An Arab author, Omar ibn al-Azraq Al-Kermani, wrote a detailed account of Nava Vihara at the beginning of the eighth century that is preserved in a later tenth-century work, the Kitab al-Buldan by Ibn al-Faqih al-Hamadhani. He described Nava Vihara in terms more readily understandable to Muslims by drawing an analogy with the Kaaba in Mecca, the holiest site of Islam. He described that the main temple had a stone cube in the center, draped with cloth, and that devotees circumambulated it and made prostration, as is the case with the Kaaba. The stone cube referred to the platform on which a stupa stood, as was the custom in Bactrian temples. The cloth that draped it was in accordance with Persian custom of showing veneration that applied equally to Buddha statues as well as to stupas. Al-Kermani's description indicates an open and respectful attitude by the Umayyad Arabs in trying to understand the non-Muslim religions, such as Buddhism, that they encountered in their newly conquered territories.

The Han Chinese pilgrim Yijing (I-tsing) visited Nava Vihara in the 680s and reported it flourishing as a Sarvastivada center of study.

In 708 Nazaktar Khan, a Turk Shahi prince, in alliance with the Tibetan Kingdom recaptured Bactria from the Umayyads and established a fanatic Buddhist rule, including the beheading of the abbot who converted. In 715 Ibn Qutaybah recaptured the region for the Umayyads and Tibet switched sides to ally with the him against the Turk Shahis. In retribution for the insurrection Qutaiba inflicted heavy damage on Nava Vihara resulting in many monks fleeing to Khotan and Kashmir. The Muslims destroyed select monasteries that harbored opposition but then let them rebuild and prosper to exact a pilgrim tax.

Al-Biruni, a Persian scholar and writer in service to the Ghaznavid court, reported that, at the turn of the millennium, the Buddhist monasteries in Bactria, including Nava Vihara, were still functioning and decorated with Buddha frescoes. A curious notice of this building is found in the writings of Arabian geographer Ibn Hawqal, an Arabian traveler of the 10th century.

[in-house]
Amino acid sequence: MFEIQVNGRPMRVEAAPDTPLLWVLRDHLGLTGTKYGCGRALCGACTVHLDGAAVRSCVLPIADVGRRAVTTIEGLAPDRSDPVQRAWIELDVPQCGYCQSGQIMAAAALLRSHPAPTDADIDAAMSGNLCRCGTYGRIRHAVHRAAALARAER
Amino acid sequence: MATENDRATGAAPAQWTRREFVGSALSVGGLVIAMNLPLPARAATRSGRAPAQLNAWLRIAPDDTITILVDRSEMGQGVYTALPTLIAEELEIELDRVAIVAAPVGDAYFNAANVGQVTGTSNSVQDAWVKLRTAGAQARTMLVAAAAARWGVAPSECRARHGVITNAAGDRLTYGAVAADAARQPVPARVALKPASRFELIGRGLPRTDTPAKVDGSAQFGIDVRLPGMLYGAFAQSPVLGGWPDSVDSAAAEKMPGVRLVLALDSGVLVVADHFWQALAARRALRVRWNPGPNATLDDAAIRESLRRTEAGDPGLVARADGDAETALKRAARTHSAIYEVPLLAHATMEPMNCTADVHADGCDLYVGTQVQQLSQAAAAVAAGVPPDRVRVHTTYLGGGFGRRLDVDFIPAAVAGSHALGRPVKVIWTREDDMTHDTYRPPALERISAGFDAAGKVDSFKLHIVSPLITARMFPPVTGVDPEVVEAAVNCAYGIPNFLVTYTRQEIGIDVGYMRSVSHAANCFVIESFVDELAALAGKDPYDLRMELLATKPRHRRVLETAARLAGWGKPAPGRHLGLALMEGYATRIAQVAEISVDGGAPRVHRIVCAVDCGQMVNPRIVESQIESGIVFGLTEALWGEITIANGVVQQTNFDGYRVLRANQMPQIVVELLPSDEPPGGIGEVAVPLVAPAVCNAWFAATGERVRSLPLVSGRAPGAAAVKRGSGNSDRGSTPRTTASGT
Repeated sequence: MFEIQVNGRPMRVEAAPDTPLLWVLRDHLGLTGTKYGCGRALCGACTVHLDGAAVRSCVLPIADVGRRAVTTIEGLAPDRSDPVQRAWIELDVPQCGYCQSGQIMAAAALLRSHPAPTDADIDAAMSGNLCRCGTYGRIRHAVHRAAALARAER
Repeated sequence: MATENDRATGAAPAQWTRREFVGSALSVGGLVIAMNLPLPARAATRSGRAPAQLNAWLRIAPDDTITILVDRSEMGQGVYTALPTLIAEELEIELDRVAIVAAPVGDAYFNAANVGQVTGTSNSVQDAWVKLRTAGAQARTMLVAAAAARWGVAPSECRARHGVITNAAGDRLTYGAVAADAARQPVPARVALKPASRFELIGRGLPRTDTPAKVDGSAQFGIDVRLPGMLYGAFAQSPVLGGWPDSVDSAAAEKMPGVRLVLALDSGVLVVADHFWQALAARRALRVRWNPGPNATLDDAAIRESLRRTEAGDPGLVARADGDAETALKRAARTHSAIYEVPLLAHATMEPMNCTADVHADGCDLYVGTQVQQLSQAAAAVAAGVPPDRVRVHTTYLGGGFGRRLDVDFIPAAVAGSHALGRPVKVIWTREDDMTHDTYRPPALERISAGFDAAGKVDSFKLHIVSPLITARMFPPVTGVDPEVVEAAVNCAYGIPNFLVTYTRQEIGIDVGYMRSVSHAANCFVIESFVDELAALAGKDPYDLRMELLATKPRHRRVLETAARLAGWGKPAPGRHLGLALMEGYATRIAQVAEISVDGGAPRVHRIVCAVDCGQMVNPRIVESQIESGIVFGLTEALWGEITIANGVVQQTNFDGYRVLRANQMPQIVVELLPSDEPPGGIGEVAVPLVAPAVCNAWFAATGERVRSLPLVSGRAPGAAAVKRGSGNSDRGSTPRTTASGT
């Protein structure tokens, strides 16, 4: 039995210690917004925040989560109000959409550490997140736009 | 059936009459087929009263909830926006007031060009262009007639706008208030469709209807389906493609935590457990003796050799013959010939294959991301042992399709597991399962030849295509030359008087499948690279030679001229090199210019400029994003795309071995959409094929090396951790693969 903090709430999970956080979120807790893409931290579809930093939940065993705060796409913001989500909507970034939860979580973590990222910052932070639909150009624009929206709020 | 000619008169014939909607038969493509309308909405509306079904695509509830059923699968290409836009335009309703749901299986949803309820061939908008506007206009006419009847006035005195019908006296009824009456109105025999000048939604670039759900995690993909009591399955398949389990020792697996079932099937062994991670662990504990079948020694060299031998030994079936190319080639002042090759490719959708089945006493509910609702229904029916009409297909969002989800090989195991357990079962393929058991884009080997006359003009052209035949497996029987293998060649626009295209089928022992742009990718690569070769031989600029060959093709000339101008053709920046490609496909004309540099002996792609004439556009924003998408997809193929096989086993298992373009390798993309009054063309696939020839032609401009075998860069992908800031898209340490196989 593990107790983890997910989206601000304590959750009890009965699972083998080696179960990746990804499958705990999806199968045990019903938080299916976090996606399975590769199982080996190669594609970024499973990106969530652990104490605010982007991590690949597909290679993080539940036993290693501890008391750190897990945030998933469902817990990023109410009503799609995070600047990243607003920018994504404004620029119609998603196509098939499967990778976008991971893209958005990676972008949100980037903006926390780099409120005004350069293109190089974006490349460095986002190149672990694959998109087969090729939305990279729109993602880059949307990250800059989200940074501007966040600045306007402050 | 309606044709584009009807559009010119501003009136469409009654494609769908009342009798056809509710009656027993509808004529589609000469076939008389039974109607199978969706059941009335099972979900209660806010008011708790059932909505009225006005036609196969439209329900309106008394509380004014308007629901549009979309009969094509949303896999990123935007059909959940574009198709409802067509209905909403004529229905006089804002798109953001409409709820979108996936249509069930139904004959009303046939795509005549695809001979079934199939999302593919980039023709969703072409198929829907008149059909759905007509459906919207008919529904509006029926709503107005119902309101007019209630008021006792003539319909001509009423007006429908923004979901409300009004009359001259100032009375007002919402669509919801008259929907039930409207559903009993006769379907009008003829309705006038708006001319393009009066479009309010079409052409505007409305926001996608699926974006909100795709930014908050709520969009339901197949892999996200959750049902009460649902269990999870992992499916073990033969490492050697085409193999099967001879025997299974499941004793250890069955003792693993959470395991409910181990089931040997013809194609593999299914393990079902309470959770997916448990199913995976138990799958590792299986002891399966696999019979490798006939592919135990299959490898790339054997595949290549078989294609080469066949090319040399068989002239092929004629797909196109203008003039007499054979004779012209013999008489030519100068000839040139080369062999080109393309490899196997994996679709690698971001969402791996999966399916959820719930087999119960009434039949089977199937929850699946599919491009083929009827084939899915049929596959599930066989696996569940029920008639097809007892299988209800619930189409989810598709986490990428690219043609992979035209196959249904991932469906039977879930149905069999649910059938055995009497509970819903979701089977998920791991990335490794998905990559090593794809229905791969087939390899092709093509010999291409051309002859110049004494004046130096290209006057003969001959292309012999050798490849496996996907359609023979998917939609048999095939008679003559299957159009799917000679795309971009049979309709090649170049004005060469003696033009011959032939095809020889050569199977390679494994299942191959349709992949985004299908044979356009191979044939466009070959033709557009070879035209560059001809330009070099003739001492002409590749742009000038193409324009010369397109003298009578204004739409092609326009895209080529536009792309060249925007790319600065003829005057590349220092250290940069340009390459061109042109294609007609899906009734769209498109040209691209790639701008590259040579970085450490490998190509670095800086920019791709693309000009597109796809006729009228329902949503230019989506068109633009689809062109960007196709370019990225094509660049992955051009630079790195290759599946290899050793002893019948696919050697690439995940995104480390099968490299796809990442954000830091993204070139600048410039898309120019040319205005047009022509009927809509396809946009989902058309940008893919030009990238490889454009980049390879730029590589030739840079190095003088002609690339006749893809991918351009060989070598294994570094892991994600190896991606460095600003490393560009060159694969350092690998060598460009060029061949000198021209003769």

Cultural Influence

The word Navbehar (or it's variants) appears in several locations of present-day Iran, a sign of the extent of Buddhist impact in ancient times. The Arch of Nawbahar can still be seen today near Balkh.

The many Buddhist references in the Persian literature of the period also provide evidence of Islamic-Buddhist cultural contact. Persian poetry, for example, often used the simile for palaces that they were "as beautiful as a Nowbahar (Nava Vihara)." Further, at Nava Vihara and Bamiyan, Buddha images, particularly of Maitreya, the future Buddha, had 'moon discs' or halo iconographically represented behind or around their heads. This led to the poetic depiction of pure beauty as someone having "the moon-shaped face of a Buddha." Thus, eleventh-century Persian poems, such as Varqe and Golshah by Ayyuqi, use the word budh with a positive connotation for "Buddha," not with its second, derogatory meaning as "idol." It implies the ideal of asexual beauty in both men and women. Such references indicate that either Buddhist monasteries and images were present in these Iranian cultural areas at least through the early Mongol period in the thirteenth century or, at minimum, that a strong Buddhist legacy remained for centuries among the Buddhist converts there to Islam.